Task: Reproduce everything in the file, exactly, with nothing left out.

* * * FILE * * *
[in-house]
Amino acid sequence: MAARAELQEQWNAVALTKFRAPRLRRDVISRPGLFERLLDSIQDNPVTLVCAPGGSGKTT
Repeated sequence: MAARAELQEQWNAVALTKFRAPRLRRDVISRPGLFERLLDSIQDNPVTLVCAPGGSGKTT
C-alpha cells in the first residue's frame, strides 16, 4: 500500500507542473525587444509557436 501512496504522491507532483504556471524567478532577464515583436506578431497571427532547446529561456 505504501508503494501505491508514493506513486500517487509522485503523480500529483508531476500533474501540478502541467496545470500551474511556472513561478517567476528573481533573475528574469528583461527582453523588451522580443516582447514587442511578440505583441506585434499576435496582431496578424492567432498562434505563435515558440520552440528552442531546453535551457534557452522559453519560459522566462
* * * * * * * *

[in-house]
Amino acid sequence: MAARAELQEQWNAVALTKFRAPRLRRDVISRPGLFERLLDSIQDNPVTLVCAPGGSGKTT
Repeated sequence: MAARAELQEQWNAVALTKFRAPRLRRDVISRPGLFERLLDSIQDNPVTLVCAPGGSGKTT
C-alpha cells in the first residue's frame, strides 16, 4: 500500500507542473525587444509557436 501512496504522491507532483504556471524567478532577464515583436506578431497571427532547446529561456 505504501508503494501505491508514493506513486500517487509522485503523480500529483508531476500533474501540478502541467496545470500551474511556472513561478517567476528573481533573475528574469528583461527582453523588451522580443516582447514587442511578440505583441506585434499576435496582431496578424492567432498562434505563435515558440520552440528552442531546453535551457534557452522559453519560459522566462